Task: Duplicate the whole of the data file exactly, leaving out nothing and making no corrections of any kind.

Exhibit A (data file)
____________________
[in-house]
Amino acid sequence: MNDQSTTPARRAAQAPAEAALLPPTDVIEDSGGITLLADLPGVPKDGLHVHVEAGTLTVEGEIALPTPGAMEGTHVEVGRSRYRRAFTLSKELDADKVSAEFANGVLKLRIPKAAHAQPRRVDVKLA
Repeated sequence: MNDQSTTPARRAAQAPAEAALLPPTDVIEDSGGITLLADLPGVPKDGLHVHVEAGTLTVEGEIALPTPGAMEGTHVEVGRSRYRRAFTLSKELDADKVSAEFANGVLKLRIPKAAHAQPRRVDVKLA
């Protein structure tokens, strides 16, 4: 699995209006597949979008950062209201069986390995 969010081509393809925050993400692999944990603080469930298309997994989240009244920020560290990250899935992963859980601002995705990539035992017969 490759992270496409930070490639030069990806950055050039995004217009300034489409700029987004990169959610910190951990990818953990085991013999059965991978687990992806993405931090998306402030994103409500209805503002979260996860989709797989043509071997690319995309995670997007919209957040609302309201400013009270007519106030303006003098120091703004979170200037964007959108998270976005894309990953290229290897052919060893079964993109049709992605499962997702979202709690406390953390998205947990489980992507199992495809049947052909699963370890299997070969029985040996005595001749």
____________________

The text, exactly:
[in-house]
Amino acid sequence: MNDQSTTPARRAAQAPAEAALLPPTDVIEDSGGITLLADLPGVPKDGLHVHVEAGTLTVEGEIALPTPGAMEGTHVEVGRSRYRRAFTLSKELDADKVSAEFANGVLKLRIPKAAHAQPRRVDVKLA
Repeated sequence: MNDQSTTPARRAAQAPAEAALLPPTDVIEDSGGITLLADLPGVPKDGLHVHVEAGTLTVEGEIALPTPGAMEGTHVEVGRSRYRRAFTLSKELDADKVSAEFANGVLKLRIPKAAHAQPRRVDVKLA
């Protein structure tokens, strides 16, 4: 699995209006597949979008950062209201069986390995 969010081509393809925050993400692999944990603080469930298309997994989240009244920020560290990250899935992963859980601002995705990539035992017969 490759992270496409930070490639030069990806950055050039995004217009300034489409700029987004990169959610910190951990990818953990085991013999059965991978687990992806993405931090998306402030994103409500209805503002979260996860989709797989043509071997690319995309995670997007919209957040609302309201400013009270007519106030303006003098120091703004979170200037964007959108998270976005894309990953290229290897052919060893079964993109049709992605499962997702979202709690406390953390998205947990489980992507199992495809049947052909699963370890299997070969029985040996005595001749």